She found that the use by Prince was not Fair Use, the conspiracy claim was found to be barred by law and Patrick’s issue of liability for copyright infringement was granted in its entirety. In other words, Patrick won.”
Article
http://www.aphotoeditor.com/2011/03/19/richard-prince-loses-fair-use-argument

Last, one of the most famous of all recent cases is the Obama Hope poster that Shepard Fairey used with out the AP’s consent. The AP and Fairey subsequently settled.
http://www.wired.com/images_blogs/threatlevel/images/2009/03/11/picture_6.png

Article
http://articles.boston.com/2011-01-15/ae/29335296_1_shepard-fairey-obama-hope-obama-image


I guess all I am saying, is that this isn’t black and white all the time. There are protections in some instances, especially when $ is being made, and I still believe if one made that McDonalds Restaurant coffee table book that I described earlier, the McDonalds could come knocking on the door for a cut of the pie (baked apple pie...he he). Especially if the book were defamatory in any manner. I am not a lawyer and could be wrong, but based on the fair use claims I have seen in street art and other art circles, I think my example of McDonalds not allowing a coffee table book of their stores to be allowed due to the logo and term McDonalds being trademarked. Last when you shoot a motion picture, you cant put your actor in a Gap logo shirt without Gap's consent. My example was specific to 'for profit'.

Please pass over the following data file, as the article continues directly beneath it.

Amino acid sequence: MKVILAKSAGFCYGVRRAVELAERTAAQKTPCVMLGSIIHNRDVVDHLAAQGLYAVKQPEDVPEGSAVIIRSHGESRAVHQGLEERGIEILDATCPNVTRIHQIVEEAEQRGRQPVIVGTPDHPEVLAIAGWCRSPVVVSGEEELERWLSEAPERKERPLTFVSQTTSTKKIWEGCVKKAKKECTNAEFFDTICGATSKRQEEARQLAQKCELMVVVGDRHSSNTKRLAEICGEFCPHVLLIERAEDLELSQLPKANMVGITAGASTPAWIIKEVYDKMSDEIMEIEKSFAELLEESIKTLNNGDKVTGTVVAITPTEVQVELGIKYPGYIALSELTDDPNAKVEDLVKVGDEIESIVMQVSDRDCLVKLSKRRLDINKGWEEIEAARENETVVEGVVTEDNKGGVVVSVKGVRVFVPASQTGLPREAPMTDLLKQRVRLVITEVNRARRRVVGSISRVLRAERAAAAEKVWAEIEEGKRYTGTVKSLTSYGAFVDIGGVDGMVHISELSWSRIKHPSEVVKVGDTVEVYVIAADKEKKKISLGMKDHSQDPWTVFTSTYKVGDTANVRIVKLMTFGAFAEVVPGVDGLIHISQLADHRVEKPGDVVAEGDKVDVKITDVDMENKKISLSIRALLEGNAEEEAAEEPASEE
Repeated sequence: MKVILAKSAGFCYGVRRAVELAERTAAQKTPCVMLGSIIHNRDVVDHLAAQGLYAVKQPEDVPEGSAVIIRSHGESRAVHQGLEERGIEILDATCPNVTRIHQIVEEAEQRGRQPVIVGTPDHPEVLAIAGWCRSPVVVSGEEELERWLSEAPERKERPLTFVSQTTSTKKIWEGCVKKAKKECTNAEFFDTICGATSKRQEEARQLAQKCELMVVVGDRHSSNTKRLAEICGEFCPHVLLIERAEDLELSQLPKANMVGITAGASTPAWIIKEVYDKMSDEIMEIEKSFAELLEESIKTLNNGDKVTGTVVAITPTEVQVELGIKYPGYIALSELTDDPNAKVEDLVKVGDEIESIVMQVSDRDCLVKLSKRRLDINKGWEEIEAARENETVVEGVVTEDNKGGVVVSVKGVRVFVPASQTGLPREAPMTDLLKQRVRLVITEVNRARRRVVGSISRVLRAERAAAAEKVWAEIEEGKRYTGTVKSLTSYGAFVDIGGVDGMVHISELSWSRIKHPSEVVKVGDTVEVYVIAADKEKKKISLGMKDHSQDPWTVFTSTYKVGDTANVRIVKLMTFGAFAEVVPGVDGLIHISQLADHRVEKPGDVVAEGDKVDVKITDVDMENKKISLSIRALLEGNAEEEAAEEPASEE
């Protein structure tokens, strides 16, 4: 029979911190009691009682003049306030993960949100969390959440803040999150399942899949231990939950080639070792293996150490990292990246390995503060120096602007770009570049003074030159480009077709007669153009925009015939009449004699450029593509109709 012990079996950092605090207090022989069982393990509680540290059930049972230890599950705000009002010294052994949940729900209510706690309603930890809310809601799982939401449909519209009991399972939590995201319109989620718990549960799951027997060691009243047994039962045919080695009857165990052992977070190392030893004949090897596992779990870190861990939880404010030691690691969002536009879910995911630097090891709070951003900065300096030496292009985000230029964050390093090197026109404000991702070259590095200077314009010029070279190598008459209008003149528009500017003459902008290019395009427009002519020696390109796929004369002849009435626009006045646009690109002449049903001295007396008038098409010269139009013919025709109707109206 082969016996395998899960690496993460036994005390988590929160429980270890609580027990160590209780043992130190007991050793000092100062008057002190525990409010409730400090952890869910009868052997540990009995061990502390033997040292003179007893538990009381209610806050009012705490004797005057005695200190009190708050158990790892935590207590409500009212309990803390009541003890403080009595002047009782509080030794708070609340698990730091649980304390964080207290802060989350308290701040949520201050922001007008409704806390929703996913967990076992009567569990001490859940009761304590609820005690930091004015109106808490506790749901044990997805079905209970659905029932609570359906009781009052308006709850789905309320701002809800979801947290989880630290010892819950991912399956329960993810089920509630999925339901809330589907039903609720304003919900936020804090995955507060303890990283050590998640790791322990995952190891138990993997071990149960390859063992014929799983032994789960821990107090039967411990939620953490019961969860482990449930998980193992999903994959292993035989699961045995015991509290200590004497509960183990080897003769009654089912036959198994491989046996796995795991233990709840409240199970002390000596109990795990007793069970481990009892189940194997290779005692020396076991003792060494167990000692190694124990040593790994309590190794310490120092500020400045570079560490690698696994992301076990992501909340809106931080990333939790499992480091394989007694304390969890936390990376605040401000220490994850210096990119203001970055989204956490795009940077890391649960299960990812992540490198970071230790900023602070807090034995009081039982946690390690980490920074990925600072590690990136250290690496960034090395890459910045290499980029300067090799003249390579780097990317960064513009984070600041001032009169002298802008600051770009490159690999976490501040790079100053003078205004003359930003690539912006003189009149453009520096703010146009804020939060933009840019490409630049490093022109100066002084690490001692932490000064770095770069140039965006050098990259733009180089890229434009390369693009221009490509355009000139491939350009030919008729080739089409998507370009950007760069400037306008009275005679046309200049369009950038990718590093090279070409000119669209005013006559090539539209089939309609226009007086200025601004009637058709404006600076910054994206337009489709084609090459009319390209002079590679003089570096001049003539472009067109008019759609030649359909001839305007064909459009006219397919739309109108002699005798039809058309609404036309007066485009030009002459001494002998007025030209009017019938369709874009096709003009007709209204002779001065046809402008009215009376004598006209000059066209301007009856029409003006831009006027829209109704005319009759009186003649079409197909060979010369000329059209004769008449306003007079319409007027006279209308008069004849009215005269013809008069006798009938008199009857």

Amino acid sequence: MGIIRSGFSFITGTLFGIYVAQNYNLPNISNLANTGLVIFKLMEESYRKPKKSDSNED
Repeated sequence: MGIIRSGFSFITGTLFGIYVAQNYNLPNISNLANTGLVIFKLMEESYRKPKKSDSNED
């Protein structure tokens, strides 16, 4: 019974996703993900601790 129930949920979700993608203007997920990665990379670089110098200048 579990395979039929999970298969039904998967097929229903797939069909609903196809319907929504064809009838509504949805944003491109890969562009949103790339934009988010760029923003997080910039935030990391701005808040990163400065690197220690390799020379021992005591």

Steve Smith
07-14-2011, 03:01 AM
when you shoot a motion picture, you cant put your actor in a Gap logo shirt without Gap's consent. My example was specific to 'for profit'.

Sure you can. There is nothing to stop you. What about those shots in movies of cars driving down a street? You don't see all the manufacturer's logos covered up or the shop signs blanked out.